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The Last Roundup
This is it, the last of the flavourguy, at least for a while. The gig is great. The mandate given to me by my editor, David Walker, was simple: go find something interesting to eat. Think of this as the Triple A league of food writing: a search for a stand-out with lots of surprises.

As a final fanfare, in no particular order, here are some of the best. A few are old friends that made it into Taste of the World. Others should have had at least a mention but I never quite got around to them.

The breakfast calzone at Zak's. It's an omelet cooked inside pizza dough. This handsized hot sandwich is filled with scrambled egg, diced onion and chopped ham. Zaks Boulangerie, 6490 Sherbrooke St. W. (514-488-4857).

Beans at La Binerie. This snack bar hasn't changed in decades. Traditional Québecois staples such as tortiere, gras-de-rotis (jellied pork roast drippings …mmm) and fèves au lard fill the menu. The beans are baked for a long time, and sold by the pint and quart to take home. The breakfasts are hearty, cheap and filling. Great before a wintry walk down St. Denis St. 567 Mont-Royal East (514-285-9078).

Espresso. Coffee (as in Tim Horton's) is when you need something to wash down a doughnut. But for purists there is only Italian espresso—rich and delectable, with a layer of foam called crema. Bets are off for the best in the city but here are three standouts, all with their own discerning clientele: Olympia (a.k.a. Open da night) at 124 St. Viateur W. (514-495-0746, Caffé Italia, 6480 St. Laurent Blvd. (514-495-0059) and, in the north end of town, No Name Restaurant, at 9700 St. Michel Blvd. (514-389-6732).

Papas rellenas at La Peregrina. This latino grocery store has a lunch counter wedged into the back and cooks a variety of South American goodies every day. Papas rellenas is one of their best: cook a potato, mash it and then form it into a ball. Stuff this with hard-boiled egg and ground meat and then deep fry it. This is a common snack in Cuba or the Dominican Republic where it may be stuffed with cheese. Reheats well in the microwave or toaster oven. 4656 Belanger St. East (514-721-0902)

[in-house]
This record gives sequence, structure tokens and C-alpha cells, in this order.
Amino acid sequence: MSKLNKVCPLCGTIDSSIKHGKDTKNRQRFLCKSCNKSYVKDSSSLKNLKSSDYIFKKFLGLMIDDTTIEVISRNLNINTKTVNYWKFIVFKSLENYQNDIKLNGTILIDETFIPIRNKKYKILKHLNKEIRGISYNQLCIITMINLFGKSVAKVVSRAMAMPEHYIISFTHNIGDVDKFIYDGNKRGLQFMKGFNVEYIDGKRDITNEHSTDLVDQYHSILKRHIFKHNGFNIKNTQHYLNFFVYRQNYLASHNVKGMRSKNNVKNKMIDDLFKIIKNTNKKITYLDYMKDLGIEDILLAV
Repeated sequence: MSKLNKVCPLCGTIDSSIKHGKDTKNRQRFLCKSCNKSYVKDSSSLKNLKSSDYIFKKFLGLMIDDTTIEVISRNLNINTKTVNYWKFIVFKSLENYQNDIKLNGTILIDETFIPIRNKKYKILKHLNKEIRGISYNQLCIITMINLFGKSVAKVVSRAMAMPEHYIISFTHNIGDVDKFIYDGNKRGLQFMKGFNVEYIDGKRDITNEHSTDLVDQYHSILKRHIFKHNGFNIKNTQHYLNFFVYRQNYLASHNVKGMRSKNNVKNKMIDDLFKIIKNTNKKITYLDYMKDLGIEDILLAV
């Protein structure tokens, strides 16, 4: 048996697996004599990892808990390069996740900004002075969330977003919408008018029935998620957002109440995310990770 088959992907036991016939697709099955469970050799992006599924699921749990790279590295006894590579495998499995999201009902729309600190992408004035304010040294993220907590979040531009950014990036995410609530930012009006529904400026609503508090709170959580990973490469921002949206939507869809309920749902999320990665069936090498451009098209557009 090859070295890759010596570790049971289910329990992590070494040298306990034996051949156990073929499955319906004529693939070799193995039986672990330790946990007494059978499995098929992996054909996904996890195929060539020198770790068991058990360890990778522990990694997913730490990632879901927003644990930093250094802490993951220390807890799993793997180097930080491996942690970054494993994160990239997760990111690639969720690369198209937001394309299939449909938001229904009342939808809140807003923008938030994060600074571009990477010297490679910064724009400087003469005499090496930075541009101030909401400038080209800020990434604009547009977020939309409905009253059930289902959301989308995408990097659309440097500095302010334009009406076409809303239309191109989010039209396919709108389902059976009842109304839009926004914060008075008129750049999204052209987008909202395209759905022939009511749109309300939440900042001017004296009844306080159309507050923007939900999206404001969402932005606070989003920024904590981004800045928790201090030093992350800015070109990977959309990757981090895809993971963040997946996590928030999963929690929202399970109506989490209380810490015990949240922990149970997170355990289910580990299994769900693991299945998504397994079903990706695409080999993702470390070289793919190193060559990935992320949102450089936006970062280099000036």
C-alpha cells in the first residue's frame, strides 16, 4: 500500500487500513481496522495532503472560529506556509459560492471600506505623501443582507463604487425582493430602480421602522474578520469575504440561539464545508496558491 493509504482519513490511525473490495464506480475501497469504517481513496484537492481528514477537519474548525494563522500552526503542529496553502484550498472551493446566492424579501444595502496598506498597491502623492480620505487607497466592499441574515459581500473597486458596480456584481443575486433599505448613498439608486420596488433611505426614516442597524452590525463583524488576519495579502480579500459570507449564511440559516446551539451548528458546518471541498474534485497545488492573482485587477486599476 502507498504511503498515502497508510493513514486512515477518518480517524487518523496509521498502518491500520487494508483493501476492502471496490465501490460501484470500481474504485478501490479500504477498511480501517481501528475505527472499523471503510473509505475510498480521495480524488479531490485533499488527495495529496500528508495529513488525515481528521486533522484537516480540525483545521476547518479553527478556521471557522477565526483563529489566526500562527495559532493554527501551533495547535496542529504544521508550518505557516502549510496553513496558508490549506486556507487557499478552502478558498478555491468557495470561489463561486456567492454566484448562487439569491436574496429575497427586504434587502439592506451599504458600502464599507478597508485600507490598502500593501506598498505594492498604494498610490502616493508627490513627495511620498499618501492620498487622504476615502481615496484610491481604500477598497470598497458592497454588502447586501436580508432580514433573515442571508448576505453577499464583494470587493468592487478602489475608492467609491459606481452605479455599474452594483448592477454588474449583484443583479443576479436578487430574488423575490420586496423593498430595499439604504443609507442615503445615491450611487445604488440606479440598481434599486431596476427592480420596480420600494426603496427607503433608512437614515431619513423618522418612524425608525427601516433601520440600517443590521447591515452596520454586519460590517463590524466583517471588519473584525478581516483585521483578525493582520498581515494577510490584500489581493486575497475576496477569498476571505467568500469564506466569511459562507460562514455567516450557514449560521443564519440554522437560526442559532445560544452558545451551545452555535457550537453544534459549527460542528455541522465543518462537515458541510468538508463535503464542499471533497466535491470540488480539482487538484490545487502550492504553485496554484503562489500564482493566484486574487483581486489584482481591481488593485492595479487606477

Smoked meat hotdogs. Take great smoked meat and stuff it into casings. Knocks an ordinary hotdog out of the ball park. Get these locally made beauties at Quebec Smoked Meat, 1889 Centre St. (514-935-5297).

Licorice at Euro-Deli. This small, bustling west island café has a superb selection of imported Dutch products. Licorice is a favourite treat in the Netherlands and Euro-Deli's selection is palate stunning. 259 Bord du Lac (Tel. 514-694-4728).

Pizza at Roma. Buy it by the slab and take it home. A large variety of vegetarian toppings such as eggplant and zucchini make Roma a Little Italy favourite. Also great home made gelati for dessert. 6776 St-Laurent Blvd. (514-273-9357).

Sausage subs at Momesso's. Fresh Italian sausage seared on the griddle, stuffed into a sub roll with lettuce and tomato. Add a drizzle of hot sauce. Heaven on a bun. 5562 Upper Lachine Rd. (514- 484-0005).

Chinese barbecue at Sun Sing Lung, a small shop with a friendly knowledgeable staff. Ben Top usually has a whole hog roasting in the back and another being carved in the front window. 72A de la Gauchetière W. (514-861-0815).

Philippe de Vienne's imported spices. This local caterer searches the world for exotic spices such as top-grade cinnamon from Sri Lanka, Tonka beans and dried Guinea pepper. He sells them at a few retail outlets including Les douceurs de Marché, a gourmet's cornucopia in the Atwater Market (514-939-3902).

Barry Fleischer's home made spruce beer. Once this was a common drink in corner stores. Now there is only one place that makes spruce beer and serves it fresh. The recipe is secret. The taste is piney but much more subtle than the bottled varieties. Goes great with a steamie all dressed. Restaurant Émile Bertrand, 1308 Notre Dame St. W. (Tel. 514-935-0178).

Truffles at Un, deux, trois chocolat. Owner Thierry Schickes makes only truffles, chocolate masks and a few other delectables. His work is whimsical and delicious. 7010 Casgrain, near the Jean Talon market (514-803-3673).

Quebec "ice wine". This is a vinophile's apple cider with a wonderful syrupy kick. Serve very chilled as an aperitif. Here is a world class drink that is only just getting the attention it deserves. Look for it in speciality shops such as Le marché des saveurs du Québec (514-271-3811) at the Jean Talon Market.

A final note. As I munched my way through the city, I never felt that I was eating alone because of the many readers who suggested new places and whose advice added to what I wrote. My wife Celina and daughter Sarah indulged my whims, from sampling a dozen kinds of soy sauce at the same meal to never complaining about my penchant for Latin American tamales. As well, hidden behind my wanderings throughout the city has been the encouragement of food maven Nick Robinson. He runs montrealfood.com, a non-commercial web site devoted to eating in Montreal.

© Barry Lazar 2002

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